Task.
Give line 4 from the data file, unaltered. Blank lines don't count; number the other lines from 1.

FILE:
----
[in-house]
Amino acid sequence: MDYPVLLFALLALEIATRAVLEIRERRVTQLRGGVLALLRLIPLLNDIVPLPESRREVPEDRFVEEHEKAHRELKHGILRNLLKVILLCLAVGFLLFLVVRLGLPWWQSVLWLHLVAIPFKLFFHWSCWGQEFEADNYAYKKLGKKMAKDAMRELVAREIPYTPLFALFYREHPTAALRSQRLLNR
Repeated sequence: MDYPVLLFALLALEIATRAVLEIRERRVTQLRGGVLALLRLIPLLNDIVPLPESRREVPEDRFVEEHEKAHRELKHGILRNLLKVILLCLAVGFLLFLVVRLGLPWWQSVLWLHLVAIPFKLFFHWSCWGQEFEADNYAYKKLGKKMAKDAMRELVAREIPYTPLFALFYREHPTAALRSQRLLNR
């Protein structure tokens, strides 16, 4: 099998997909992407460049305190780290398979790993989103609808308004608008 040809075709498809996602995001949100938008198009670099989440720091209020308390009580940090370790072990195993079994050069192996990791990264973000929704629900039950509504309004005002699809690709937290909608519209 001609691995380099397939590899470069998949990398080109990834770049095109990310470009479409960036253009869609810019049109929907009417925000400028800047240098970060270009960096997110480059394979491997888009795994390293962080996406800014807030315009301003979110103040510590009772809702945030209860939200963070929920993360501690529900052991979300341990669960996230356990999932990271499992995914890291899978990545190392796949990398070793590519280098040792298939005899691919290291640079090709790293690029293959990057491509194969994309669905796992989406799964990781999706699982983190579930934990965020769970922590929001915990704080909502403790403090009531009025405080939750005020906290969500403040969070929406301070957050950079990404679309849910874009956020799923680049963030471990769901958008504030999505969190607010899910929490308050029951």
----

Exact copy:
């Protein structure tokens, strides 16, 4: 099998997909992407460049305190780290398979790993989103609808308004608008 040809075709498809996602995001949100938008198009670099989440720091209020308390009580940090370790072990195993079994050069192996990791990264973000929704629900039950509504309004005002699809690709937290909608519209 001609691995380099397939590899470069998949990398080109990834770049095109990310470009479409960036253009869609810019049109929907009417925000400028800047240098970060270009960096997110480059394979491997888009795994390293962080996406800014807030315009301003979110103040510590009772809702945030209860939200963070929920993360501690529900052991979300341990669960996230356990999932990271499992995914890291899978990545190392796949990398070793590519280098040792298939005899691919290291640079090709790293690029293959990057491509194969994309669905796992989406799964990781999706699982983190579930934990965020769970922590929001915990704080909502403790403090009531009025405080939750005020906290969500403040969070929406301070957050950079990404679309849910874009956020799923680049963030471990769901958008504030999505969190607010899910929490308050029951």